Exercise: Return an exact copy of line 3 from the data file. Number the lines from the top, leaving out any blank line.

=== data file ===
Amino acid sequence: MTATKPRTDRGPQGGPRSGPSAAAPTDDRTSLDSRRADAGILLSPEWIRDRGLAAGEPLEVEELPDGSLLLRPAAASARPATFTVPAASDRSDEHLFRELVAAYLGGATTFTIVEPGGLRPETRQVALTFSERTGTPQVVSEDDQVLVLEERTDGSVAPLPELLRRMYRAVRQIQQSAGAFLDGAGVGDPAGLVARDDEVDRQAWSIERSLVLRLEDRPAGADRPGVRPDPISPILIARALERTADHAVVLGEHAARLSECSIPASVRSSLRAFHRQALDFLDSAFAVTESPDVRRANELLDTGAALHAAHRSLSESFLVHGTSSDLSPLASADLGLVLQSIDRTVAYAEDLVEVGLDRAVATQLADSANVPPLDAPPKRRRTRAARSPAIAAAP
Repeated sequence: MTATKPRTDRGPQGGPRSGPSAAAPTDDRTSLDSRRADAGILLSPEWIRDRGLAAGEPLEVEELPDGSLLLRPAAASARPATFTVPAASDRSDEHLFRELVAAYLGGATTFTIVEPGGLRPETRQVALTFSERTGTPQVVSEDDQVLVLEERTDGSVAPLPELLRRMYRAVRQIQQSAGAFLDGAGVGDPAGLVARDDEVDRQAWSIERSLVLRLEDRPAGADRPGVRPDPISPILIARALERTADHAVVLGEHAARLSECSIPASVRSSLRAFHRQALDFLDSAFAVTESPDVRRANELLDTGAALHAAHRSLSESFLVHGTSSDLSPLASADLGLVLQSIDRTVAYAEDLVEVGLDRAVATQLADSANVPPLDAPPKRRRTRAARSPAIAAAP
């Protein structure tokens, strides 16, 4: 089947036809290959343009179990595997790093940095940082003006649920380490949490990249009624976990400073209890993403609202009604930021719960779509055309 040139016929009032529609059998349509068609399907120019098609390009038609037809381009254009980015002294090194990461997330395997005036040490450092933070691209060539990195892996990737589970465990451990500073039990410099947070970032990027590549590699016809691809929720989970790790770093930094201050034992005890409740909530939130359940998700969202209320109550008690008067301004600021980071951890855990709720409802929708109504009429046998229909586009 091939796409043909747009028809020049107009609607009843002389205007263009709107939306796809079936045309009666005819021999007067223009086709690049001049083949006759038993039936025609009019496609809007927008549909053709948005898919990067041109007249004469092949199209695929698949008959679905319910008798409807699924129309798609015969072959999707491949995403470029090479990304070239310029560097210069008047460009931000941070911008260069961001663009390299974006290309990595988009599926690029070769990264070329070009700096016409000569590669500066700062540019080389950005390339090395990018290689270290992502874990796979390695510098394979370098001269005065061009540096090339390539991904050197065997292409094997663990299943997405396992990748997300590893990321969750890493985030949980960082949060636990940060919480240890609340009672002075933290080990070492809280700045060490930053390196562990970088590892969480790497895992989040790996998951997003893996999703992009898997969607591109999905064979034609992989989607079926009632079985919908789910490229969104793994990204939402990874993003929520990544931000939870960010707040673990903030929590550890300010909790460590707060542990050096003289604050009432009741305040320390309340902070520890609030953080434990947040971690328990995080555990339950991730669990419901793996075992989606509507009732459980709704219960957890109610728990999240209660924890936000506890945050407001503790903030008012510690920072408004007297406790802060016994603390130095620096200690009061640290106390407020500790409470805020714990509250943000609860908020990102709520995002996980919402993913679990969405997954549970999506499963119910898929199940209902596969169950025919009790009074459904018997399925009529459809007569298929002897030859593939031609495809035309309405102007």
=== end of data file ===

């Protein structure tokens, strides 16, 4: 089947036809290959343009179990595997790093940095940082003006649920380490949490990249009624976990400073209890993403609202009604930021719960779509055309 040139016929009032529609059998349509068609399907120019098609390009038609037809381009254009980015002294090194990461997330395997005036040490450092933070691209060539990195892996990737589970465990451990500073039990410099947070970032990027590549590699016809691809929720989970790790770093930094201050034992005890409740909530939130359940998700969202209320109550008690008067301004600021980071951890855990709720409802929708109504009429046998229909586009 091939796409043909747009028809020049107009609607009843002389205007263009709107939306796809079936045309009666005819021999007067223009086709690049001049083949006759038993039936025609009019496609809007927008549909053709948005898919990067041109007249004469092949199209695929698949008959679905319910008798409807699924129309798609015969072959999707491949995403470029090479990304070239310029560097210069008047460009931000941070911008260069961001663009390299974006290309990595988009599926690029070769990264070329070009700096016409000569590669500066700062540019080389950005390339090395990018290689270290992502874990796979390695510098394979370098001269005065061009540096090339390539991904050197065997292409094997663990299943997405396992990748997300590893990321969750890493985030949980960082949060636990940060919480240890609340009672002075933290080990070492809280700045060490930053390196562990970088590892969480790497895992989040790996998951997003893996999703992009898997969607591109999905064979034609992989989607079926009632079985919908789910490229969104793994990204939402990874993003929520990544931000939870960010707040673990903030929590550890300010909790460590707060542990050096003289604050009432009741305040320390309340902070520890609030953080434990947040971690328990995080555990339950991730669990419901793996075992989606509507009732459980709704219960957890109610728990999240209660924890936000506890945050407001503790903030008012510690920072408004007297406790802060016994603390130095620096200690009061640290106390407020500790409470805020714990509250943000609860908020990102709520995002996980919402993913679990969405997954549970999506499963119910898929199940209902596969169950025919009790009074459904018997399925009529459809007569298929002897030859593939031609495809035309309405102007």